Following CDC, Vt. to drop mask mandate for fully-vaccinated
MONTPELIER, Vt. (WCAX) - Following the latest CDC guidance, Gov. Phil Scott Friday said that fully-vaccinated Vermonters no longer need to wear masks in most situations and the state is leap-frogging into Step 3 of its reopening plan.
“This is a monumental step forward in the pandemic,” Gov. Scott said. And he says it is directly linked to the state’s successful vaccination efforts, which continue to lead the country. Over 70% of eligible Vermonters have now received at least one dose of the COVID vaccine, meeting the state’s June 1 goals under the Vermont Forward reopening plan. The change means that testing is no longer needed for travel, and capacity limits will increase to 300 people inside and 900 outside, and any number of vaccinated people in both settings.
The new rules do not apply to schools, and people will still have to wear masks in health care settings, prisons, homeless shelters, and public transit. Businesses will also still be able to require masks for employees and customers and check for proof of vaccinations. “Think about it in terms of, ‘No shirt, no shoes, no service,’” Scott said.
Some businesses we spoke with say it’s too soon to roll back restrictions and that there’s no way to tell if someone has the shot. At Capitol Grounds Cafe in Montpelier, they say they will continue to require masks for everyone. “I think that’s kind of a personal question, I’m not going to ask every person whether they’ve been vaccinated, that’s kind of a personal preference,” said Julia Watson, the Cafe’s owner.
The governor says they will not be checking on masks, and like all other guidance since the start of the pandemic, the state will operate under the honor system. “I think it worked well for Vermont. It fit us, and I think that we’re going to have to live with that in the process,” he said.
As some take off their masks, health officials acknowledge not everyone will be ready, and that people should do what feels right for them and be compassionate. “We shouldn’t judge or stigmatize those who do or don’t now wear a mask. It’s a transitional time. We all have our own reasons medical or otherwise,” said Vt. Health Commissioner Dr. Mark Levine.
With the latest spigot turn, Scott believes he could lift all restrictions ahead of July 4, but that all depends on young people getting the shot -- they are still lagging behind.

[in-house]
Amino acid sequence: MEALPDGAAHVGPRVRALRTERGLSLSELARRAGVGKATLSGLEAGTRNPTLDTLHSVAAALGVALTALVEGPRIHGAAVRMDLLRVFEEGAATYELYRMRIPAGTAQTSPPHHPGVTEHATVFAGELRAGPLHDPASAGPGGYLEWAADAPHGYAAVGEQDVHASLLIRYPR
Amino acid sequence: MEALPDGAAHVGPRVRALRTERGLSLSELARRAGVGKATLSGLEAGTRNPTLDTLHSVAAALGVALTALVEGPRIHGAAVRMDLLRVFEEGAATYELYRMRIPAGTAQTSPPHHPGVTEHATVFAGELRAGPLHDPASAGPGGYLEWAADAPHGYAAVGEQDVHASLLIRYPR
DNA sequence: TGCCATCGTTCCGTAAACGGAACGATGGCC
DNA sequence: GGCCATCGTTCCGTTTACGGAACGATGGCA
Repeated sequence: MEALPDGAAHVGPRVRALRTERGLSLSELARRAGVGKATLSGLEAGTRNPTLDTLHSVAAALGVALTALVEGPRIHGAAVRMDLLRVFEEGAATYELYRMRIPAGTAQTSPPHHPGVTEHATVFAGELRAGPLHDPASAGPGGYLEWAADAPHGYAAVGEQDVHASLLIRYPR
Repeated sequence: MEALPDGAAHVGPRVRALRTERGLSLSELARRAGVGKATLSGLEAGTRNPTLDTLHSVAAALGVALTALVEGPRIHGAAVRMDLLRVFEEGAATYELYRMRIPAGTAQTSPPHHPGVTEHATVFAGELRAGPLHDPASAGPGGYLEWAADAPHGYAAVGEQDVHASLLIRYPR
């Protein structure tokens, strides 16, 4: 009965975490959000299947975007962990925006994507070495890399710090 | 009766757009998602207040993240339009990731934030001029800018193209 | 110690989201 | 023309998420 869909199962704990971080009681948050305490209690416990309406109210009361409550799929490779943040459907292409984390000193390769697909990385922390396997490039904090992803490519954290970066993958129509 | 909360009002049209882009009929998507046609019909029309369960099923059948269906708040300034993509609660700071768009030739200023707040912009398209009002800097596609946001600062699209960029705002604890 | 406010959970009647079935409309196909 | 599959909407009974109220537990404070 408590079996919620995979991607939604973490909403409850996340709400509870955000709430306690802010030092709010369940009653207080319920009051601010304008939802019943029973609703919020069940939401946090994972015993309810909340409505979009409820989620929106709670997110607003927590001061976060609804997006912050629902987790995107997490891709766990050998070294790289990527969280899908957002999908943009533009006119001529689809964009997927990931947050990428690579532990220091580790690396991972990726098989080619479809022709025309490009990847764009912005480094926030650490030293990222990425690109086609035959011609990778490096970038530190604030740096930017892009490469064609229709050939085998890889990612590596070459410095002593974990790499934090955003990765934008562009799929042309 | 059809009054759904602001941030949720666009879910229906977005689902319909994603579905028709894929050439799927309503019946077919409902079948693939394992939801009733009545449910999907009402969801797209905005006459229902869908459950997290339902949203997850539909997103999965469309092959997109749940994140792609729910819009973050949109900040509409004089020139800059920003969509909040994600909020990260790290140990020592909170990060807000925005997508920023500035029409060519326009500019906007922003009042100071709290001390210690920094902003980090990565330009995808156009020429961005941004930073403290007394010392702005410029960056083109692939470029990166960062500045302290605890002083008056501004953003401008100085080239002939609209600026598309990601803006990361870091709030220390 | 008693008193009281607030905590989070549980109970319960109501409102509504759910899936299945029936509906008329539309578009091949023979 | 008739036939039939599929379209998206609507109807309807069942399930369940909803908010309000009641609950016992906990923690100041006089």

Vermont health officials say about 7,300 appointments have been made for adolescents ages 12 to 15 since the age group became eligible Thursday. Vaccination clinics are being set up at nearly 70 schools and walk-ins are welcome. Education Secretary Dan French says schools should prepare for full in-person learning this fall. The state is organizing forums so parents can learn more about the vaccine. Details are on the health department’s website.
Despite the loosening of mask restrictions, the governor said he is extending the emergency order for another month until June 15.
DR. LEVINE ADDRESSES UNMASKING CONCERNS
Some people are concerned about the state’s sudden shift in mask policy.
While vaccines are highly effective, they do not 100% guarantee that you won’t get the virus. But Levine says the vaccines will protect you from the worst outcomes, including hospitalization and death. And he says they have seen very, very few breakthrough cases, and most of those are mild. He says vaccines truly do equal protection.
When it comes to transmissibility, Levine says the data shows that people who are vaccinated don’t have a lot of viable virus that can actually infect people who surround them. “The bottom line is, we’re not finding that people who have been vaccinated are becoming superspreaders in some way that we wouldn’t have suspected otherwise, he said.
And when it comes to unvaccinated people not following masking guidance, Levine says that has already been a concern for 14 months now and is not really new. He said he hopes people will follow the rules but says if people don’t, they could transmit the virus. “They could potentially infect other unvaccinated people and we would see a modest amount of new cases. I don’t think it would be tremendous and I tend to have a little more faith in Vermonters based on our experiences in the last 14 months, that I don’t think that scenario is going to happen,” he said.
Levine also says if you’re fully vaccinated, you don’t need to worry a lot about contact with unmasked and unvaccinated people because the overwhelming evidence is your vaccine will protect you.
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